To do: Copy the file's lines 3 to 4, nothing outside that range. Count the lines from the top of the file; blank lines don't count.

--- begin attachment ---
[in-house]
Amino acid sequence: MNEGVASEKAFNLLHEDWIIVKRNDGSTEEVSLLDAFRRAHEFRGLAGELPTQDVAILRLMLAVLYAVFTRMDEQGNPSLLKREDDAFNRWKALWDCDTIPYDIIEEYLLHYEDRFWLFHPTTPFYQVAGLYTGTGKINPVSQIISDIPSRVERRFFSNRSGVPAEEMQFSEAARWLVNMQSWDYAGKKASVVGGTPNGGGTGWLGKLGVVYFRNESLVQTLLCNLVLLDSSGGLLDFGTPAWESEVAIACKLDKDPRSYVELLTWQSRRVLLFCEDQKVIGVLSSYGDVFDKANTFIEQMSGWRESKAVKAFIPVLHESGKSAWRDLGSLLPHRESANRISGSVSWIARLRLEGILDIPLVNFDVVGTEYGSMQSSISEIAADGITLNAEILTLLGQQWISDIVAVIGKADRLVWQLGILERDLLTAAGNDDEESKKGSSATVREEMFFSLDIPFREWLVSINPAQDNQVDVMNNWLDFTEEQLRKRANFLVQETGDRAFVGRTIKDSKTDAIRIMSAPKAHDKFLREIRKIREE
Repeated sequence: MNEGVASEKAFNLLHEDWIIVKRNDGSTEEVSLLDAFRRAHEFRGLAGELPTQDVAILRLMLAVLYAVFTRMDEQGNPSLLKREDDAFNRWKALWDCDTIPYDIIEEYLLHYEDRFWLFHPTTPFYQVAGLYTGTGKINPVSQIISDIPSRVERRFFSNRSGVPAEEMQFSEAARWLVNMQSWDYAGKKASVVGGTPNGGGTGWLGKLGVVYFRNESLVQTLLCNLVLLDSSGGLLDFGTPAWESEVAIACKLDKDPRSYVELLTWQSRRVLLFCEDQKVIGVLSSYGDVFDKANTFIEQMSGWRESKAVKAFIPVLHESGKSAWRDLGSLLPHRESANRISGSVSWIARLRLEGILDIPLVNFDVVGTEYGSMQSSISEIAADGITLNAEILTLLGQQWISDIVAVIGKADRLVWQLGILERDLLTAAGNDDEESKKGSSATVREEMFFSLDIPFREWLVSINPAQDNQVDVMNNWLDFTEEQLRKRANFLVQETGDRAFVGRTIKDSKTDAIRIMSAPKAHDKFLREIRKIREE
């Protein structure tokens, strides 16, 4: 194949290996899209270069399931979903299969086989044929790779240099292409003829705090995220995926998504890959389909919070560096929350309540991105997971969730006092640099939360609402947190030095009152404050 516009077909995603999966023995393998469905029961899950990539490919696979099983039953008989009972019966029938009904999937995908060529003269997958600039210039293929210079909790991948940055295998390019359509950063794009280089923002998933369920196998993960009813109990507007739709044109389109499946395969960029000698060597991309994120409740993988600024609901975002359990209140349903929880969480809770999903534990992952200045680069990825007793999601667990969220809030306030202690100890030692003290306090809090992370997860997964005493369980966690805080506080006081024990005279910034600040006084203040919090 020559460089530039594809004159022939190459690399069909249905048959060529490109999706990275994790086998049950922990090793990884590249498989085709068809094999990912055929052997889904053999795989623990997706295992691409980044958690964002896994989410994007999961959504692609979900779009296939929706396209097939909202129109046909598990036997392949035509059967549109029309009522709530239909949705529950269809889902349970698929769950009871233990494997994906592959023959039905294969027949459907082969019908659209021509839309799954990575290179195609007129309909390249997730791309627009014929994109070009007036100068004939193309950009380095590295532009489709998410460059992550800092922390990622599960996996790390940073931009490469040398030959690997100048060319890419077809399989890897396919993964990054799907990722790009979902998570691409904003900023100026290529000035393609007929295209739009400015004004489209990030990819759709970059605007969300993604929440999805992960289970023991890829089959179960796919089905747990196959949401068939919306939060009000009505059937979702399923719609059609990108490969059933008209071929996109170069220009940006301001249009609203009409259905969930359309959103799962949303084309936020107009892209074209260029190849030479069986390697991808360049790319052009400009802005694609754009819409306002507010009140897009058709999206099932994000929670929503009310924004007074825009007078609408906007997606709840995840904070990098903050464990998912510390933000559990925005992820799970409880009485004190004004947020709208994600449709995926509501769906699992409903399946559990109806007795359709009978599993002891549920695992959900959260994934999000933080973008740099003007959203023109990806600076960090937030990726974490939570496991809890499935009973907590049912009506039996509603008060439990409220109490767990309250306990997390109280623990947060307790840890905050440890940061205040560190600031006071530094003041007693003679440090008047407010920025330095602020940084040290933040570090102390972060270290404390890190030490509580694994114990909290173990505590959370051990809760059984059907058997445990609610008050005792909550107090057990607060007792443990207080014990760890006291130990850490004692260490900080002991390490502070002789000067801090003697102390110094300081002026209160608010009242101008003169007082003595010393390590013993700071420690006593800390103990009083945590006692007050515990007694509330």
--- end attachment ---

Repeated sequence: MNEGVASEKAFNLLHEDWIIVKRNDGSTEEVSLLDAFRRAHEFRGLAGELPTQDVAILRLMLAVLYAVFTRMDEQGNPSLLKREDDAFNRWKALWDCDTIPYDIIEEYLLHYEDRFWLFHPTTPFYQVAGLYTGTGKINPVSQIISDIPSRVERRFFSNRSGVPAEEMQFSEAARWLVNMQSWDYAGKKASVVGGTPNGGGTGWLGKLGVVYFRNESLVQTLLCNLVLLDSSGGLLDFGTPAWESEVAIACKLDKDPRSYVELLTWQSRRVLLFCEDQKVIGVLSSYGDVFDKANTFIEQMSGWRESKAVKAFIPVLHESGKSAWRDLGSLLPHRESANRISGSVSWIARLRLEGILDIPLVNFDVVGTEYGSMQSSISEIAADGITLNAEILTLLGQQWISDIVAVIGKADRLVWQLGILERDLLTAAGNDDEESKKGSSATVREEMFFSLDIPFREWLVSINPAQDNQVDVMNNWLDFTEEQLRKRANFLVQETGDRAFVGRTIKDSKTDAIRIMSAPKAHDKFLREIRKIREE
């Protein structure tokens, strides 16, 4: 194949290996899209270069399931979903299969086989044929790779240099292409003829705090995220995926998504890959389909919070560096929350309540991105997971969730006092640099939360609402947190030095009152404050 516009077909995603999966023995393998469905029961899950990539490919696979099983039953008989009972019966029938009904999937995908060529003269997958600039210039293929210079909790991948940055295998390019359509950063794009280089923002998933369920196998993960009813109990507007739709044109389109499946395969960029000698060597991309994120409740993988600024609901975002359990209140349903929880969480809770999903534990992952200045680069990825007793999601667990969220809030306030202690100890030692003290306090809090992370997860997964005493369980966690805080506080006081024990005279910034600040006084203040919090 020559460089530039594809004159022939190459690399069909249905048959060529490109999706990275994790086998049950922990090793990884590249498989085709068809094999990912055929052997889904053999795989623990997706295992691409980044958690964002896994989410994007999961959504692609979900779009296939929706396209097939909202129109046909598990036997392949035509059967549109029309009522709530239909949705529950269809889902349970698929769950009871233990494997994906592959023959039905294969027949459907082969019908659209021509839309799954990575290179195609007129309909390249997730791309627009014929994109070009007036100068004939193309950009380095590295532009489709998410460059992550800092922390990622599960996996790390940073931009490469040398030959690997100048060319890419077809399989890897396919993964990054799907990722790009979902998570691409904003900023100026290529000035393609007929295209739009400015004004489209990030990819759709970059605007969300993604929440999805992960289970023991890829089959179960796919089905747990196959949401068939919306939060009000009505059937979702399923719609059609990108490969059933008209071929996109170069220009940006301001249009609203009409259905969930359309959103799962949303084309936020107009892209074209260029190849030479069986390697991808360049790319052009400009802005694609754009819409306002507010009140897009058709999206099932994000929670929503009310924004007074825009007078609408906007997606709840995840904070990098903050464990998912510390933000559990925005992820799970409880009485004190004004947020709208994600449709995926509501769906699992409903399946559990109806007795359709009978599993002891549920695992959900959260994934999000933080973008740099003007959203023109990806600076960090937030990726974490939570496991809890499935009973907590049912009506039996509603008060439990409220109490767990309250306990997390109280623990947060307790840890905050440890940061205040560190600031006071530094003041007693003679440090008047407010920025330095602020940084040290933040570090102390972060270290404390890190030490509580694994114990909290173990505590959370051990809760059984059907058997445990609610008050005792909550107090057990607060007792443990207080014990760890006291130990850490004692260490900080002991390490502070002789000067801090003697102390110094300081002026209160608010009242101008003169007082003595010393390590013993700071420690006593800390103990009083945590006692007050515990007694509330």